Tightly knit families and groups of friends. Alliances toward specific goals. Teaching each other hunting techniques. If these sound like human behaviors to you, you’re not wrong – but they’re not. Whales and dolphins form human-like societies with complex relationships and culture, according to marine biologists.
In a new study, scientists found that Cetaceans generally have intricate societies complete with social play, transfer of knowledge, and even “dialects” in their vocal communication. Some of the whistles and chirps common in whale and dolphin song may even be names, the biologists said.
More complex societies appear to be linked to brain size in proportion to the whales’ or dolphins’ bodies, they said.
Humans have long known that whales and dolphins have elaborate cultures, said Dr. Susanne Shultz, an evolutionary biologist at the University of Manchester. But the insight into their behaviors and how they influence whales’ and dolphins’ human-like societies has added a new layer to the understanding of how intelligence evolves.
“That means the apparent co-evolution of brains, social structure, and behavioural richness of marine mammals provides a unique and striking parallel to the large brains and hyper-sociality of humans and other primates on land,” Shultz said. “Unfortunately, they won’t ever mimic our great metropolises and technologies because they didn’t evolve opposable thumbs.”
The team, from the University of Manchester, Stanford University, the London School of Economics and Political Science, and the University of British Columbia, gathered information about 90 different species of whales, dolphins and porpoises. With that information, they created a database documenting cooperative behaviors and other aspects of the Cetaceans’ social structures.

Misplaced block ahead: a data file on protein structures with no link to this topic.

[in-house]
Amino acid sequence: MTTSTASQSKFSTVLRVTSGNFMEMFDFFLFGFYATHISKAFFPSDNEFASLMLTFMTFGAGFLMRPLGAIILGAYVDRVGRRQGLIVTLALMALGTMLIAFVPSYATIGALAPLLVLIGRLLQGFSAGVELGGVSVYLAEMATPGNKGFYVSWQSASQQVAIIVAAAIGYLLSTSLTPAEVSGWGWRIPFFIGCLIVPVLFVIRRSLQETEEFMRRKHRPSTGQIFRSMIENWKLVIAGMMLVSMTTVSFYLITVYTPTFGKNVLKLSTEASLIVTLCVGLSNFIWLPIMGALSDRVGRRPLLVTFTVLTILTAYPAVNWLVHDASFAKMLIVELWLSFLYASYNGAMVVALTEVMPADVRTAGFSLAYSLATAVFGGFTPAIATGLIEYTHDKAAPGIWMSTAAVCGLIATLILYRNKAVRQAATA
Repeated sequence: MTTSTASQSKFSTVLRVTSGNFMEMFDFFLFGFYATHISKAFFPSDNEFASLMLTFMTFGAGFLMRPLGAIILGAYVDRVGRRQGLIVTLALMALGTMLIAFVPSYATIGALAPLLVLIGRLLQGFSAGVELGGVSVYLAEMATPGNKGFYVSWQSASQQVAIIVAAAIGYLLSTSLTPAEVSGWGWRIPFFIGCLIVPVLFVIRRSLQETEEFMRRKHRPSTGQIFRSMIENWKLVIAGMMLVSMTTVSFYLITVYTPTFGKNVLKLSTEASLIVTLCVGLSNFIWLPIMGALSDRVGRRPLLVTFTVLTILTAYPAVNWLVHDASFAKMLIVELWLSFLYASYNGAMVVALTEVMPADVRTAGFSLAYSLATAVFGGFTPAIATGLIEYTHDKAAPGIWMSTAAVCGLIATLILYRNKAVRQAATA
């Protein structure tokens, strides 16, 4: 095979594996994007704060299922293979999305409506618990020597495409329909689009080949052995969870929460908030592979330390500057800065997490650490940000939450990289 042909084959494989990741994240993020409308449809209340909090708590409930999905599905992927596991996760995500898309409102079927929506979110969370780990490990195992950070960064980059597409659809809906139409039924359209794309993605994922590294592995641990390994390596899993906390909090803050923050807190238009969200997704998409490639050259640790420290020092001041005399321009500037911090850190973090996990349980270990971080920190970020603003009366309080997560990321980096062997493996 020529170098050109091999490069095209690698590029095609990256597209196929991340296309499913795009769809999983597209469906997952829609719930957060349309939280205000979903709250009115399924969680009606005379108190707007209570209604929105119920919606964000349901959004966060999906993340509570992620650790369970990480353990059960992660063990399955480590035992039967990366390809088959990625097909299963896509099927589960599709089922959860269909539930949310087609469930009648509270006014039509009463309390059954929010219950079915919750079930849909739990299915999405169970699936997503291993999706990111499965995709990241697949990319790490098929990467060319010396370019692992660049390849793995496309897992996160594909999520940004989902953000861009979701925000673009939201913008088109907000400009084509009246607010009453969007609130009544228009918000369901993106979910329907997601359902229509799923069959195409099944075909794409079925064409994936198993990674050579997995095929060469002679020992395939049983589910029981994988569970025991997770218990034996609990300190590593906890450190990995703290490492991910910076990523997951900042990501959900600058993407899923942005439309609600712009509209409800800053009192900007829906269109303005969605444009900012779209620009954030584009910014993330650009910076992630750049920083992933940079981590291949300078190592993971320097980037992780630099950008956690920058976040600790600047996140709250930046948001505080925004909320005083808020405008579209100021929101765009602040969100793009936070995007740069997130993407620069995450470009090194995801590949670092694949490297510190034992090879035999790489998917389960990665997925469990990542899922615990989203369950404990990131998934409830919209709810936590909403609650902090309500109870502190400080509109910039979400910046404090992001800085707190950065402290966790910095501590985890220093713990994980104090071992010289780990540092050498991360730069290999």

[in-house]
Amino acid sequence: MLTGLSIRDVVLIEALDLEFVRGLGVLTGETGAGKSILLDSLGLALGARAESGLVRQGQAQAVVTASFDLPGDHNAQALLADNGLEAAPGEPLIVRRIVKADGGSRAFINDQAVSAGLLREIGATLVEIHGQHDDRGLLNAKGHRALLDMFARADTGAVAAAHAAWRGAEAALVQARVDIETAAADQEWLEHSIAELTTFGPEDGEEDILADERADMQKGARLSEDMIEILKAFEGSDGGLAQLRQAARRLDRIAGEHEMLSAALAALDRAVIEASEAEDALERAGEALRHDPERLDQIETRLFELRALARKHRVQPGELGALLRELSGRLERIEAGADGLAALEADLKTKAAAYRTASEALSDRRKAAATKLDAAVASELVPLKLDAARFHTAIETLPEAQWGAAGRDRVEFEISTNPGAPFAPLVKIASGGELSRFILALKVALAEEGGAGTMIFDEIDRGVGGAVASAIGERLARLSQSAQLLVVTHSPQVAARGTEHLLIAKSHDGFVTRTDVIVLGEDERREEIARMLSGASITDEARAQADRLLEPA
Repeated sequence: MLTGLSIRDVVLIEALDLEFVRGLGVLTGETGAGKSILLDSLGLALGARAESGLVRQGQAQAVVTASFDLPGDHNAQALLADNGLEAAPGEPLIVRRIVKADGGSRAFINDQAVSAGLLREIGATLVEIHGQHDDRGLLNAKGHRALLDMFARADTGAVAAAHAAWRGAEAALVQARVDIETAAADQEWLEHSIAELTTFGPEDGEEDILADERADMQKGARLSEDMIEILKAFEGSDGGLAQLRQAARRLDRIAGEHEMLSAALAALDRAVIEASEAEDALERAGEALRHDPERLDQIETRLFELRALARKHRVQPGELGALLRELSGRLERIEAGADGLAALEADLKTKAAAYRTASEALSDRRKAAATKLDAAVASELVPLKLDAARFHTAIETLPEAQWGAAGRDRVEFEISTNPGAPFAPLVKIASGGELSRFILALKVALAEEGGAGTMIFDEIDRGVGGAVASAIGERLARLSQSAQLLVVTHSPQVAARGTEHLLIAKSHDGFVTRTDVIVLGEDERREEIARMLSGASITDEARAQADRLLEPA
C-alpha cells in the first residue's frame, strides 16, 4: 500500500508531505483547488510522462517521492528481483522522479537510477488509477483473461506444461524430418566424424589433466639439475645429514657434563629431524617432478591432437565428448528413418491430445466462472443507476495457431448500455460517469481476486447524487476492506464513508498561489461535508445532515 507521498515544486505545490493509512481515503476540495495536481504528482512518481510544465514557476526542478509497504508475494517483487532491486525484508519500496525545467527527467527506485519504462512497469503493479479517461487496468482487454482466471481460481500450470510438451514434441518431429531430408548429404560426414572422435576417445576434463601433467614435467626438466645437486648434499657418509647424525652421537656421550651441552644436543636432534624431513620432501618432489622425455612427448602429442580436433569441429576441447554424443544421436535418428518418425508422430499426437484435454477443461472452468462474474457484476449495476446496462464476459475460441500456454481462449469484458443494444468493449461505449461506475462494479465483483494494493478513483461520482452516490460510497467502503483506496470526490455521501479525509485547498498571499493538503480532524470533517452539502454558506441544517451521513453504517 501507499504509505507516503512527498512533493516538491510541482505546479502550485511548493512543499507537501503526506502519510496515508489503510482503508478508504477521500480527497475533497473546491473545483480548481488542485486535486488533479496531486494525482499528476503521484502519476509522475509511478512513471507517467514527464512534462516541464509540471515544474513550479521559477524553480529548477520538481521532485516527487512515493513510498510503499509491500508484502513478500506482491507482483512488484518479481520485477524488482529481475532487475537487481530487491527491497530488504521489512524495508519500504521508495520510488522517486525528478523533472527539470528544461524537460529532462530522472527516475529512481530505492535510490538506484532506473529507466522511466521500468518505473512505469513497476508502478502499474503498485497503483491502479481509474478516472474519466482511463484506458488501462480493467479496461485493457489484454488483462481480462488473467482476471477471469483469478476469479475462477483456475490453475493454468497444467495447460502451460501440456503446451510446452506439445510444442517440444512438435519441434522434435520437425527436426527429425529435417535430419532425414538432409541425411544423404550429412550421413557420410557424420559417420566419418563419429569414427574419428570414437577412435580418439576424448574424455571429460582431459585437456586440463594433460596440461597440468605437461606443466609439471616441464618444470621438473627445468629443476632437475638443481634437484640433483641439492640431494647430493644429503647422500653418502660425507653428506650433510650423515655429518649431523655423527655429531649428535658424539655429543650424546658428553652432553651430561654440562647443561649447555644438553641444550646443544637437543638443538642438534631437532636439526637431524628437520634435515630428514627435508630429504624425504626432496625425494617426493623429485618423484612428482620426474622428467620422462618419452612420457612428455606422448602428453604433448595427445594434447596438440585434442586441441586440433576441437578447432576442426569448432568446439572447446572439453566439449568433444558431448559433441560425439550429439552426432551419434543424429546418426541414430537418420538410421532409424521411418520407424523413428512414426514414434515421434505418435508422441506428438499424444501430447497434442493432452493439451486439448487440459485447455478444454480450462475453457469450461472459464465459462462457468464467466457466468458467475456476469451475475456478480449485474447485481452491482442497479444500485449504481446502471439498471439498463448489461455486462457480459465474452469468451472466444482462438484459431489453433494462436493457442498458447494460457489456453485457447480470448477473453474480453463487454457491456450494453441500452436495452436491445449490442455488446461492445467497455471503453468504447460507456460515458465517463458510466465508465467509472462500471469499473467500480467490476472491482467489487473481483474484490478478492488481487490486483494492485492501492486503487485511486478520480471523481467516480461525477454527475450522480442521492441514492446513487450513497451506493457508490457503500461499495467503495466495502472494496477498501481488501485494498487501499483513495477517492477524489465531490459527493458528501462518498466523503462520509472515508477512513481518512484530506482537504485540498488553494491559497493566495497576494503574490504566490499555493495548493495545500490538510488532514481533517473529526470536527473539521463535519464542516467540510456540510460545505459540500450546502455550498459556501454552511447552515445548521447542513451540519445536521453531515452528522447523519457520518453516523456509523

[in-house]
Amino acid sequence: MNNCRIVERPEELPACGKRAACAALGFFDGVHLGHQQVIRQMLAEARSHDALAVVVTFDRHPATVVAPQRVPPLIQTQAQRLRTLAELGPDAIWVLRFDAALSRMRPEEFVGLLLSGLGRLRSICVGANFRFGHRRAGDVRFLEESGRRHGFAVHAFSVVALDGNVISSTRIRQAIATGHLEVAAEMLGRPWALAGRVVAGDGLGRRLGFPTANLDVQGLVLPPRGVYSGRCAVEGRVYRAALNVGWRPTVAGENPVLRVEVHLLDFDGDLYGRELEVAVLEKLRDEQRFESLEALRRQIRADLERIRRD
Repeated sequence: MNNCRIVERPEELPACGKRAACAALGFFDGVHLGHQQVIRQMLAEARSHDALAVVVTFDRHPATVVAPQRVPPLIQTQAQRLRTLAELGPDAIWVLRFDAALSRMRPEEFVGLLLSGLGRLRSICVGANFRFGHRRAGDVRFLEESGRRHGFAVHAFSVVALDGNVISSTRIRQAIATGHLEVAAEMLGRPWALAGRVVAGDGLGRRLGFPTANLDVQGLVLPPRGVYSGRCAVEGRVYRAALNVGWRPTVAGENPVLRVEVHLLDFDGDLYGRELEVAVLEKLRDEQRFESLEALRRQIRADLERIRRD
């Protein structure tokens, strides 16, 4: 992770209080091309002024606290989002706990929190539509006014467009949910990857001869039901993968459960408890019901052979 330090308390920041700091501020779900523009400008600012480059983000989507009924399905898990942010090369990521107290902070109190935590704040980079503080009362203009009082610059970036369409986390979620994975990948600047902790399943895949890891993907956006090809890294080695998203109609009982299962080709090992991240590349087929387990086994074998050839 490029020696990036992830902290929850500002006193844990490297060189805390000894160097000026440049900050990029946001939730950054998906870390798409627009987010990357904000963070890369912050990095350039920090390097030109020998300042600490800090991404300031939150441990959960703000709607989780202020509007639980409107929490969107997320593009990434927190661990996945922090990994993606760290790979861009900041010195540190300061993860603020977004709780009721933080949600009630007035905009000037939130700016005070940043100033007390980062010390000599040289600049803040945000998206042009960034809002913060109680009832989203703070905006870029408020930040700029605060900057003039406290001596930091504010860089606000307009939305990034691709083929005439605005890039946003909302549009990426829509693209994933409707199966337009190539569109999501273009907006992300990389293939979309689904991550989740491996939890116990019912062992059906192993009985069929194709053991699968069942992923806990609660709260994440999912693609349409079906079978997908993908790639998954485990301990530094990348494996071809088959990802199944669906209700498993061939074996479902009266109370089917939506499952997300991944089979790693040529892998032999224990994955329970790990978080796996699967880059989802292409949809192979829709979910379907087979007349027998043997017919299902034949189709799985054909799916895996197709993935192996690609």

They used the datasets to test evolutionary hypotheses about the social brain and cultural brain, two ideas proposed to explain the evolution of human society and intelligence in other land mammals.
The team of researchers found that the theories appear to apply to marine mammals as well.
“This research isn’t just about looking at the intelligence of whales and dolphins; it also has important anthropological ramifications as well,” said Dr. Michael Muthukrishna of the London School of Economics and Political Science. “In order to move toward a more general theory of human behaviour, we need to understand what makes humans so different from other animals. And to do this, we need a control group. Compared to primates, cetaceans are a more ‘alien’ control group.”
The research may also offer clues into how certain behaviors crop up in some animals but not others – especially as Cetacean brain structures are not very similar to those of land mammals.
Those different brain structures led some scientists to theorize that dolphins and whales couldn’t develop higher cognitive skills, let alone human-like societies, said Dr. Kieran Fox of Stanford.
“I think our research shows that this is clearly not the case,” he said. “Instead, a new question emerges: How can very diverse patterns of brain structure in very different species nonetheless give rise to highly similar cognitive and social behaviors?”
The team’s study has been published in the journal Nature Ecology and Evolution.